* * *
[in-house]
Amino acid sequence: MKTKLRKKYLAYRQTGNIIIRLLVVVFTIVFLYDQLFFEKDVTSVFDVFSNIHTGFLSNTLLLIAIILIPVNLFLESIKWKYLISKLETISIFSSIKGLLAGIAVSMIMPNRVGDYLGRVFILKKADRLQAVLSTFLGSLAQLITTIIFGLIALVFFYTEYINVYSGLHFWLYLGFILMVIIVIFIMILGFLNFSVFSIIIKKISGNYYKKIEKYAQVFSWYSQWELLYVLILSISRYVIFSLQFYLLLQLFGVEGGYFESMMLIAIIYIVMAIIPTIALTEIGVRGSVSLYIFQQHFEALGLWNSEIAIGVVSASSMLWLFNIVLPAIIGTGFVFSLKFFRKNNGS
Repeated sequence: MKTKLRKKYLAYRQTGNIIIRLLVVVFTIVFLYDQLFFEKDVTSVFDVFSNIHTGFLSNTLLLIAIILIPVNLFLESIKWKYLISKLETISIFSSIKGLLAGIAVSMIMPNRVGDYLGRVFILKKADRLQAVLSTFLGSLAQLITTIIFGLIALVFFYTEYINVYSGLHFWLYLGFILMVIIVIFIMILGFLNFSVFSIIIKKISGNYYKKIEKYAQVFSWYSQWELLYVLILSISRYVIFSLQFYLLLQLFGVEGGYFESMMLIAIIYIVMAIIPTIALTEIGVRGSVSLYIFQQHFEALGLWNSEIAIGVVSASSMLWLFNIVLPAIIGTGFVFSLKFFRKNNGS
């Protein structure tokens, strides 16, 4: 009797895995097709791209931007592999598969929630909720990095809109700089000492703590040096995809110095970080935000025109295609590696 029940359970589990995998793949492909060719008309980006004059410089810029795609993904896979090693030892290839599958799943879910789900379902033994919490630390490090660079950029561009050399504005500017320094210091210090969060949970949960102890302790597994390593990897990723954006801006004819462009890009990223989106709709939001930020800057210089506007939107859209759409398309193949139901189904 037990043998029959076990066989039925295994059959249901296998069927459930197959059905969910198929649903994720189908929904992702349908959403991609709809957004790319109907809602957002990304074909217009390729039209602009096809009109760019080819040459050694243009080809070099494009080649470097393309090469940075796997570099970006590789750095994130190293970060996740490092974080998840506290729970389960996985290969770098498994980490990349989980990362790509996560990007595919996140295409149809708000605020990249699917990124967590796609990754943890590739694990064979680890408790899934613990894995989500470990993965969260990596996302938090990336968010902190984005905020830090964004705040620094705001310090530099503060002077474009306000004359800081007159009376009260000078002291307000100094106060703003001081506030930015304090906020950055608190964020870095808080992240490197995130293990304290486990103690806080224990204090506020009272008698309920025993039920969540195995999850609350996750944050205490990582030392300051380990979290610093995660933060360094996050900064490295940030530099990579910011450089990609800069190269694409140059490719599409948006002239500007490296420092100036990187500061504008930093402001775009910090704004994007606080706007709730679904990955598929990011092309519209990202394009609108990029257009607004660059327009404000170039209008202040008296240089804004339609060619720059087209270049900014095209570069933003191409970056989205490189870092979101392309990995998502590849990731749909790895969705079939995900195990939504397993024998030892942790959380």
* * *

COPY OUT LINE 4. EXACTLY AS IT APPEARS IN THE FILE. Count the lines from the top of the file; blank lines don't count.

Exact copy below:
């Protein structure tokens, strides 16, 4: 009797895995097709791209931007592999598969929630909720990095809109700089000492703590040096995809110095970080935000025109295609590696 029940359970589990995998793949492909060719008309980006004059410089810029795609993904896979090693030892290839599958799943879910789900379902033994919490630390490090660079950029561009050399504005500017320094210091210090969060949970949960102890302790597994390593990897990723954006801006004819462009890009990223989106709709939001930020800057210089506007939107859209759409398309193949139901189904 037990043998029959076990066989039925295994059959249901296998069927459930197959059905969910198929649903994720189908929904992702349908959403991609709809957004790319109907809602957002990304074909217009390729039209602009096809009109760019080819040459050694243009080809070099494009080649470097393309090469940075796997570099970006590789750095994130190293970060996740490092974080998840506290729970389960996985290969770098498994980490990349989980990362790509996560990007595919996140295409149809708000605020990249699917990124967590796609990754943890590739694990064979680890408790899934613990894995989500470990993965969260990596996302938090990336968010902190984005905020830090964004705040620094705001310090530099503060002077474009306000004359800081007159009376009260000078002291307000100094106060703003001081506030930015304090906020950055608190964020870095808080992240490197995130293990304290486990103690806080224990204090506020009272008698309920025993039920969540195995999850609350996750944050205490990582030392300051380990979290610093995660933060360094996050900064490295940030530099990579910011450089990609800069190269694409140059490719599409948006002239500007490296420092100036990187500061504008930093402001775009910090704004994007606080706007709730679904990955598929990011092309519209990202394009609108990029257009607004660059327009404000170039209008202040008296240089804004339609060619720059087209270049900014095209570069933003191409970056989205490189870092979101392309990995998502590849990731749909790895969705079939995900195990939504397993024998030892942790959380």